Apply to serve on Fresno County’s library committee

Applications open for Community Parent and Guardian Review Committee, which will determine what library materials are age appropriate for children

Shot of two people walking up the ramp to enter the Sanger branch location. (Kenny Goodman)
Shot of two people walking up the ramp to enter the Sanger branch location. (Kenny Goodman)
Darren Fraser
Published April 2, 2024  • 
11:00 am

FRESNO COUNTY – The Fresno County Board of Supervisors (Board) is now accepting applications from the public for a Community Parent and Guardian Review Committee, which will ultimately decide which books and materials are suitable for children’s shelves in the Fresno County Public Library.

This committee is the brainchild of Supervisor Steve Brandau. During a Nov. 2, 2023 press conference in front of the main branch of the Fresno County Public Library, Brandau informed the crowd that, at the following Board meeting, he would introduce his Parents Matter resolution.

At its Nov. 28, 2023 meeting, the Board passed the resolution 3-2, with Supervisors Brian Pacheco and Sal Quintero voting against it. According to Brandau, the purpose of the resolution was to provide the county with greater oversight regarding books and materials in the children’s section of the library’s 34 branches.

To achieve this oversight, a committee – chosen by the supervisors – will be entrusted to review these books and materials. Any books or materials the committee deems possibly offensive or too provocative for young readers will be consigned to a more secure area in the library. Anyone under 18 must have the approval of a parent or guardian to check out the materials.

THE COMMITTEE

As originally conceived by Brandau, the committee would have 18 members. The five supervisors would select three members each. The members must reside in the supervisor’s district. The three remaining members would be chosen via a different selection process.

At the Nov. 7 Board meeting, Supervisor Buddy Mendes objected to the 18-member committee, so Brandau agreed to reduce it to 11 members – two members from the five districts. County Administrative Officer (CAO) Paul Nerland will choose the 11th member.

Brandau repeated his claim that no materials will be banned from the library. The committee, which will meet four times a year, will review materials to determine if they are age inappropriate. The review will be based on a community standards policy the committee adopted.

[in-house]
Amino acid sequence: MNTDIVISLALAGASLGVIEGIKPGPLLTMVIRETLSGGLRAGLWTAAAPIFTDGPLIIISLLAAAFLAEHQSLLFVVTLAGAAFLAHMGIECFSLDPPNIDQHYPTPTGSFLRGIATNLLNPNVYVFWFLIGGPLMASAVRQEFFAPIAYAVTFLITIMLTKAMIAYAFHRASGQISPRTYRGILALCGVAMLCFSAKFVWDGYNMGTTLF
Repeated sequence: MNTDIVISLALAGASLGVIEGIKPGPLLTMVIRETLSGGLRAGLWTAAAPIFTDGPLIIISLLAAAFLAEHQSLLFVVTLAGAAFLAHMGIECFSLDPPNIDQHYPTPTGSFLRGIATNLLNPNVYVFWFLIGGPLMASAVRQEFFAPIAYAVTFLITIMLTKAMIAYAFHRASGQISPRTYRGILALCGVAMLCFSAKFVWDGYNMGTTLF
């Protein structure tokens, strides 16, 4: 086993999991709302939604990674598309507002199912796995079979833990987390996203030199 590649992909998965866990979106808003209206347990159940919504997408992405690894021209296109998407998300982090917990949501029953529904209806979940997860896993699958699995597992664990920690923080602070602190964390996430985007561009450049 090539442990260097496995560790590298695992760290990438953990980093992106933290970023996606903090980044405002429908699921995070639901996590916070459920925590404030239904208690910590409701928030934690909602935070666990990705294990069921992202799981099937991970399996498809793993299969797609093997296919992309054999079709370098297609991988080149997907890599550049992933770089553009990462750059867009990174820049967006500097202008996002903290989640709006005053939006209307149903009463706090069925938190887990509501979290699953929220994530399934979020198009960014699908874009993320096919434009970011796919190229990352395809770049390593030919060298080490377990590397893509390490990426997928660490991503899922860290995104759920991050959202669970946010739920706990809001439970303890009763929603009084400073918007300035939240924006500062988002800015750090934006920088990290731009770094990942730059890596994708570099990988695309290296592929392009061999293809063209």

To be eligible, a committee member must be at least 18 years old. They must reside in their supervisor’s district. Nerland’s choice does not have to reside in a specific district but must be a Fresno County resident.

Committee members serve two-year terms. The terms are staggered. The first appointee will serve a one-year term; the second appointee will serve a two-year term. All terms will be staggered.

The Committee will be entrusted with maintaining the list of age-inappropriate materials and ensuring the public has access to the list. The list will be posted in all library branches.

The committee application period closes April 26.

CENSORSHIP REGIME

From the moment Brandau unveiled his Parents Matter resolution, the movement has been mired in controversy.

During the Nov. 2 press conference, Brandau insisted he was not censoring books. He also vehemently denied he was targeting LGBTQ+ books. Members of the LGBTQ+ community who attended the press conference took exception to this. They pointed out that the majority of the books Brandau used as examples of age-inappropriate material were geared toward the LGBTQ+ community.

On Nov. 6, the ACLU of Northern California emailed a 7-page letter to the Board in which it listed five reasons, supported by legal decision, why the Parents Matter resolution was unconstitutional. 

Regarding why it believes the resolution would impose an “unlawful and invasive censorship regime on the constitutional right to access library books,” the ACLU said, “The sweep of the Resolution’s language is breathtaking. The terms ‘sexual writings,’ ‘sexual content,’ ‘sexual references’ and ‘other content deemed age-inappropriate’ are so inherently subjective as to be entirely arbitrary.”

Continuing, the letter said, “More concerning and vaguer still, is the Resolution’s focus on books and materials that touch on ‘gender identity content,’ which the Resolution wrong categorizes as ‘sexual content.’”

At the Nov. 7 Board meeting, during public comments, Karen Bosch Cobb mentioned she served as the Fresno County Library director from 2003 to 2010. Bosch Cobb said implementing a standards policy is unnecessary because such a policy is already in effect.

“First of all, it’s unnecessary. The library has long had a caution policy in place,” she said. “It’s researched in order to make sure we have materials to represent all members of our community. Our materials are selected by professional librarians. Parents do have concerns from time to time about books. There is a procedure for people to submit a complaint. Staff take these complaints very seriously; they research them.”

Pacheco described the committee as the start of a slippery slope. Quintero voted against the resolution, echoing Bosch Cobb’s comments that the library has a complaint policy in place for patrons who object to books and materials.

Darren Fraser
Reporter